Days after a Vizag school for children with developmental or intellectual disabilities was partially demolished and seized by civic authorities, the school management is in talks with the GVMC (Greater Visakhapatnam Municipal Corporation) to identify an alternative space for the school. GVMC commissioner G Srijana told IANS on Thursday that the school, named 'Hidden Sprouts', was demolished because it was an illegal occupant of the civic body's open site. Soon after the demolition of the school commenced on Saturday, parents of children who had been attending the school arrived at the location in MVP Colony to protest the GVMCâ€™s decision. The school, which has been functioning at the contested location since 2012, had around 190 students enrolled. It had been closed since mid-April due to the second wave of COVID-19.
Speaking to TNM, the founder of the school, Srinivas, said that around 190 children had been enrolled in the non-profit school, which admitted students across age groups and had students who were 5 to 40 years old. Children with autism and Downâ€™s syndrome were among the students of the school, which had been providing education, as well as mid-day meal and bus transport for the students for free, Srinivas said. He added that many of the students were from low-income families. â€śOne of the parents is a single mother whose husband left her because their child had an intellectual disability. Many of the parents cannot afford to pay for special education, and were reliant on the school, which is why it was heartbreaking for them and for us to see it demolished suddenly,â€ť Srinivas said.
While the GVMC has put forth a few options for alternative places for the school, Srinivas said that they were all too remote and not easily accessible by a bus route. â€śWe have identified a community hall nearby that would be more suitable. We will approach GVMC with that option and see if they will allow it,â€ť Srinivas added.
According to GVMC Commissioner Srijana, Srinivas produced a letter given to him by a former commissioner in 2012, of which the GVMC has no official record. "It was true that the school was running there. The structure is unauthorised. There is no record in our office as to that letter he was showing," she told IANS. Srijana said no construction is allowed in an open site, complying with the Supreme Court's orders and clarified that even if any kind of a construction was allowed, it can only be a park. Srinivas made a representation to the civic body to â€śextend the leaseâ€ť but Srijana contended that there was no lease to begin with.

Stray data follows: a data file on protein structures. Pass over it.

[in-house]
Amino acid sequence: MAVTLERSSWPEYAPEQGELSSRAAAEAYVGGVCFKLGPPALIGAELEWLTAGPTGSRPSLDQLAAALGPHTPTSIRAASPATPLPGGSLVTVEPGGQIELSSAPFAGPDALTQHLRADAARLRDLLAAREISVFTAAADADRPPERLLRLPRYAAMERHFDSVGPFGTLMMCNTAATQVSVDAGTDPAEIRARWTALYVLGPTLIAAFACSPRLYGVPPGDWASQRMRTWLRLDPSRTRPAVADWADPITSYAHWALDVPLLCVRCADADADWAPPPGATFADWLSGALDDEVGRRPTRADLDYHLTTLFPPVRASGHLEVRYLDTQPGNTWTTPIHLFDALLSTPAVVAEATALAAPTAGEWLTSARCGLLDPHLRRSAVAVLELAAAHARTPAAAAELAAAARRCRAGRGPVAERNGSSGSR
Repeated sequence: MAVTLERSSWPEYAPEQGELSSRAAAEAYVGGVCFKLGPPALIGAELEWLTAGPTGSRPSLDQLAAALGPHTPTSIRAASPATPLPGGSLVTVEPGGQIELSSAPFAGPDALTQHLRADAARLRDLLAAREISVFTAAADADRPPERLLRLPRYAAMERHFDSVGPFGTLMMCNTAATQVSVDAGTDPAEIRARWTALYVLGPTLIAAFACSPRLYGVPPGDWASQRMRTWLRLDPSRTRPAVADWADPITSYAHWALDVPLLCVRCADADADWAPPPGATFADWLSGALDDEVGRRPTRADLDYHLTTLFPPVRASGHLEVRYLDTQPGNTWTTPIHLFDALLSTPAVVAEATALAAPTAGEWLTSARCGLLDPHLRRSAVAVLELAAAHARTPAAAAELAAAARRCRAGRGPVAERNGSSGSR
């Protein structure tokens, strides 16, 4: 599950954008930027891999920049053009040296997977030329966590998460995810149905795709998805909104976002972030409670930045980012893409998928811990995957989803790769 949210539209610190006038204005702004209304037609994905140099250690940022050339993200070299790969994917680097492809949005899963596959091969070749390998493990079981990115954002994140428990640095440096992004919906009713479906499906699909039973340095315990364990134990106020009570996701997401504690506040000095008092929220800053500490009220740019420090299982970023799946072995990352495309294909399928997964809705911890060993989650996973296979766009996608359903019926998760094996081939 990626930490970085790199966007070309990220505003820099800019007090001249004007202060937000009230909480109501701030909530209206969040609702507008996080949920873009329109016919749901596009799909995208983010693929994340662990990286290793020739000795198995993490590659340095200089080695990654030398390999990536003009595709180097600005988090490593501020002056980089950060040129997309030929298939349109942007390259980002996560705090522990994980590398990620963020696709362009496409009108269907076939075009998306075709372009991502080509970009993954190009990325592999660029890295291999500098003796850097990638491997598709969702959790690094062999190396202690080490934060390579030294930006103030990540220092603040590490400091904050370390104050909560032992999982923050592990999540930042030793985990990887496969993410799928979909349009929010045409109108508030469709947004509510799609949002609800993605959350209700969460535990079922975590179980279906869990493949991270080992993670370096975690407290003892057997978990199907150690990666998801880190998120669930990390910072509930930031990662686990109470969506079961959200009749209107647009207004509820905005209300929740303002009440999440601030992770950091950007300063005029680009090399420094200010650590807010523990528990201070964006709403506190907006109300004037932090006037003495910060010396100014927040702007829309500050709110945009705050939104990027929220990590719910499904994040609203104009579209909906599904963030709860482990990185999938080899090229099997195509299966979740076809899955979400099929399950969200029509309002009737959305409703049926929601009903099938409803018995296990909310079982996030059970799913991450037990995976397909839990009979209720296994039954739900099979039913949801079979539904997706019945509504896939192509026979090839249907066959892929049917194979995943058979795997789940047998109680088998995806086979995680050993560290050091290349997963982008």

The Commissioner said that every layout must have a certain portion of land as an open site which should be open to the sky, bereft of construction. â€śAs per Supreme Court's guidelines, there should not be any construction on an open site," Srijana said. "This is one of those reserved sites. Now that he made a representation to us, seeking extension of that supposed lease, I need to reply to him officially. Firstly, there is no lease, and I cannot give a lease now because it is an open site," the official asserted.
The school, which had reopened with limited capacity as the first wave of COVID-19 eased, had been closed again since February 2021. Commissioner Srijana said that 'Hidden Sprouts' was not a residential school, and this was the right time to free that space from this unauthorised occupation, as schools were not operating due to the pandemic. She said that GVMC had already served two notices to Srinivas to vacate the school premises. "Since there were no children and no running school there, we asked him to vacate the premises. Because we were not removing anybody from there. We were not closing down an actively running school," Srijana noted.
GVMC had offered an alternative space like a community hall prior to the demolition, she said. However, Srinivas said that many of the students had become accustomed to the space, and would find it difficult to adjust to a new space.
Several TDP leaders had condemned the demolition, accusing YSRCP leaders in Visakhapatnam of land grabbing. Former Chief Minister and Andhra Pradesh's opposition leader Chandrababu Naidu wrote to Chief Secretary Adityanath Das on June 6, calling the demolition â€śappalling and disgusting.â€ť Seeking support for non-profit organisations â€śserving society in true spirit,â€ť he said that justice needs to be done to the children enrolled at Hidden Sprouts on an emergency basis. He also demanded that strong action be initiated against the officials responsible.
With IANS inputs